Vladimir Vukićević founded Meural to democratize the art industry. And it seems to be working.
Meural is a connected device and discovery platform that blends art and technology to produce a digital canvas with access to tens of thousands of classical and contemporary artworks from across the globe, wall-ready with just the touch of a button — or the swipe of a hand.
After purchasing the canvas, users gain unlimited access to every work of art in Meural’s massive — and growing — library for no extra cost. From their phones or computers, they can scroll through different lists and feeds to find their favorite pieces or discover new ones, and schedule them to appear in their living rooms (or galleries) with Meural’s simple and easy-to-use drag and drop timeline. The canvas is also operated by gesture: If you’re over a piece sooner than expected, or just can’t wait to get to the next one, all you have to do is wave.
But Meural isn’t just about collection; it’s also about discovery and exploration. Open the app to find thousands of pieces from up-and-coming artists working in every medium, from drawings and paintings to photography and even animation, making it an extremely accessible platform for artists to expand their audiences without the hassle or cost of going through galleries.
“Artists love this, because we’re giving them a new distribution and marketing platform,” Vukićević, founder and CEO, said.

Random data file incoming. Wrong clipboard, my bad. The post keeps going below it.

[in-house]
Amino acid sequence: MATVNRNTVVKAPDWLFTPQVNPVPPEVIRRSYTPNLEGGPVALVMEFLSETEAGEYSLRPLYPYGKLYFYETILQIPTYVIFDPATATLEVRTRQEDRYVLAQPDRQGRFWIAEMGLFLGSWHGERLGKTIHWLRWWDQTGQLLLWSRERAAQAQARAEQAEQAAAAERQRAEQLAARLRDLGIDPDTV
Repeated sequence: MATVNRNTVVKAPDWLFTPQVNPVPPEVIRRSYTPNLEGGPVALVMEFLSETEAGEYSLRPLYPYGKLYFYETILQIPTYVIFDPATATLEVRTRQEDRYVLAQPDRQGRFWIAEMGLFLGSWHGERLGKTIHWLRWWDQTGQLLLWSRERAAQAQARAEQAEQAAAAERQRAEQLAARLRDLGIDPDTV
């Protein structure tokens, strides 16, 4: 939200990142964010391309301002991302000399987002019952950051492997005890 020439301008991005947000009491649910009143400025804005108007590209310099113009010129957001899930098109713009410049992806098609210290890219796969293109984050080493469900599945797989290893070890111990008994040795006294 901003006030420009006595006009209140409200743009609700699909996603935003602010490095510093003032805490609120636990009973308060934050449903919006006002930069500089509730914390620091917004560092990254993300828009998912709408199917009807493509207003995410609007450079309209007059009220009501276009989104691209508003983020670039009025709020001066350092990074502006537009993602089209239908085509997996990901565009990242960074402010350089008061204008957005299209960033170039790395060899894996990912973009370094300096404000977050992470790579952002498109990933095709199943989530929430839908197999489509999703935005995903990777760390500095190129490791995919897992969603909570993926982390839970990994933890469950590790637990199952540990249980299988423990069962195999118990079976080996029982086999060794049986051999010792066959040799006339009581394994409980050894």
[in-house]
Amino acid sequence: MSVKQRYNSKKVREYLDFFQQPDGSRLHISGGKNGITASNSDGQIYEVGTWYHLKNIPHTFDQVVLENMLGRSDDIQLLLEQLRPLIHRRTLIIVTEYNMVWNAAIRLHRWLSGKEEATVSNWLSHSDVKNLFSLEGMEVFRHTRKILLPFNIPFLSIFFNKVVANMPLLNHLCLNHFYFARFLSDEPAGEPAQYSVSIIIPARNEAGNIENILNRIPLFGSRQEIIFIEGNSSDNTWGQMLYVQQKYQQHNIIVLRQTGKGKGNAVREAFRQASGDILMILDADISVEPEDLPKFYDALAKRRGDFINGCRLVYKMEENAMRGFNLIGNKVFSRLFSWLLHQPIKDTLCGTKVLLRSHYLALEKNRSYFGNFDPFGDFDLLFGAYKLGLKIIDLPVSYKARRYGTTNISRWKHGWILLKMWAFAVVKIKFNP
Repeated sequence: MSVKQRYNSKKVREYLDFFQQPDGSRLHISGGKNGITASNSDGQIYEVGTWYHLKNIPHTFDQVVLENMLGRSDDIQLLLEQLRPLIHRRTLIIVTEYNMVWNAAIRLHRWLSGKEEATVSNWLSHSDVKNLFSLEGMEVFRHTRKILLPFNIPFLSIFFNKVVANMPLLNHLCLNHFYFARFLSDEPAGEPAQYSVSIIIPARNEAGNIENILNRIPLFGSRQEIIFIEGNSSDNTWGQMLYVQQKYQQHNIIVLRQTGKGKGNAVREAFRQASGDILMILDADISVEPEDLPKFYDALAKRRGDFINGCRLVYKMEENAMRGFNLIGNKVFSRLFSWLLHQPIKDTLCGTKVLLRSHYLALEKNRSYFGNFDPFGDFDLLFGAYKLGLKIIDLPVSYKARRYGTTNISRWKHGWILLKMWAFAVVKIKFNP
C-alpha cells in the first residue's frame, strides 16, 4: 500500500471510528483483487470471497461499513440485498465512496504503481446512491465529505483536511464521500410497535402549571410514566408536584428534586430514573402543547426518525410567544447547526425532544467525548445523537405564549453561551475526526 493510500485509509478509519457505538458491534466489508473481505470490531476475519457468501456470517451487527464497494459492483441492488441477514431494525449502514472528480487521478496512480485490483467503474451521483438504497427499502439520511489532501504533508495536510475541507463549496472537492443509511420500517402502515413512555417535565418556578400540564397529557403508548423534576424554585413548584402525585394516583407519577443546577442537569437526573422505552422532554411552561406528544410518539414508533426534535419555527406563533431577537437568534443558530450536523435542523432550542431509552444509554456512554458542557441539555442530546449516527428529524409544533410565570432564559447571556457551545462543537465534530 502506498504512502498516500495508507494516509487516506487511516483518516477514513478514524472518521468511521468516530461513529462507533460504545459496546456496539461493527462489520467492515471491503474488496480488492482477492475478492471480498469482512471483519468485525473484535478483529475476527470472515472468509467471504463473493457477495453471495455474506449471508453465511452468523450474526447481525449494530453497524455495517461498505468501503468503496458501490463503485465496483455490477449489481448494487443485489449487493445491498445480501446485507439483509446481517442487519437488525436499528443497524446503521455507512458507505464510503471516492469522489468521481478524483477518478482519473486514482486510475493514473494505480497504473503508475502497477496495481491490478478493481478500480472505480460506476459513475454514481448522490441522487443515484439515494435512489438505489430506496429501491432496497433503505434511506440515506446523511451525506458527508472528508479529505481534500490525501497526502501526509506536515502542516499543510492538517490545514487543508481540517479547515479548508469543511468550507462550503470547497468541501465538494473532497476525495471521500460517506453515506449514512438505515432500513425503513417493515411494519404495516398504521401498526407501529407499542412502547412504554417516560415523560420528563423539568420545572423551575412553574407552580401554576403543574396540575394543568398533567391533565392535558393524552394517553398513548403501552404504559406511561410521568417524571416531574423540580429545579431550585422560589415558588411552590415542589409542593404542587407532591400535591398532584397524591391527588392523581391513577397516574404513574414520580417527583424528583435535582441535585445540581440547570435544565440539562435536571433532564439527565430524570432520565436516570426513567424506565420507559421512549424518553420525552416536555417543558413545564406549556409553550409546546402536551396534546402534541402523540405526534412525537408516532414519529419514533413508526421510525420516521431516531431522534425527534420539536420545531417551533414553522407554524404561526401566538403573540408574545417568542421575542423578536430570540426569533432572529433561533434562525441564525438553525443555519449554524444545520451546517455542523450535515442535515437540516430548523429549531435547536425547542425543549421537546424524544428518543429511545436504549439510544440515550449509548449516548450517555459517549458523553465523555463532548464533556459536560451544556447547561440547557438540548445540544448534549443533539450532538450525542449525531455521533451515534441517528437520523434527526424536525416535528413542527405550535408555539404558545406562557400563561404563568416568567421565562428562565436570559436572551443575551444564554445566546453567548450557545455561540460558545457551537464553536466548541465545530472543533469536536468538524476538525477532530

While Meural enjoyed immediate success and substantial seed funding, selling out their first production batch in December 2015 and raising a subsequent $2.5 million, industry disruption guarantees — or perhaps is demonstrated by — some amount of pushback.
“Galleries get trickier. Some have been receptive, some are a bit scared of it,” Vukićević said. “We’re bridging the gap between consumer and artist directly, so we’re removing the need for galleries in some ways."
Surprisingly, Vukićević insists that museums and older institutions are embracing Meural with open arms. The technology doesn’t necessarily affect a population’s desire to see artwork in person, it just adds a level of magnitude to the reach of these institutions, providing them with a fresh revenue model.
The idea for Meural grew out of an artist co-op on the Lower East Side called Con Artist Collective, an active community of creatives who curate shows and social events to encourage collaboration and imagination. It was here that Vukićević developed his belief that art should be universally accessible, and here that he began to assemble the tools and manpower necessary to turn that idea into reality.
“Unlike other tech hubs in the country, there are a multitude of different industries here where people are coming together and making these weird, awesome amalgams,” Vukićević said. “We’ve established a level of expertise that will be ever-growing and ever-present in New York."
Vukićević also credits his ability to build such a diverse team to its New York base. The staff of 15 spans six countries across four continents. Meural’s global roots have led them to global markets. Despite being only two years old, they’ve sold to 25 markets in almost every continent, with a very small marketing budget, according to Vukićević.
After closing out their seed funding round, with contributions from Corigin Ventures and Barbara Corcoran Venture Partners, the team's next steps are to improve the product itself, continue to grow the content library, and expand to retail and other online platforms as well as to more physical locations to provide more opportunities to experience Meural in person.
“Art is a universal language and Meural is looking to be the platform of that language,” Vukićević said.
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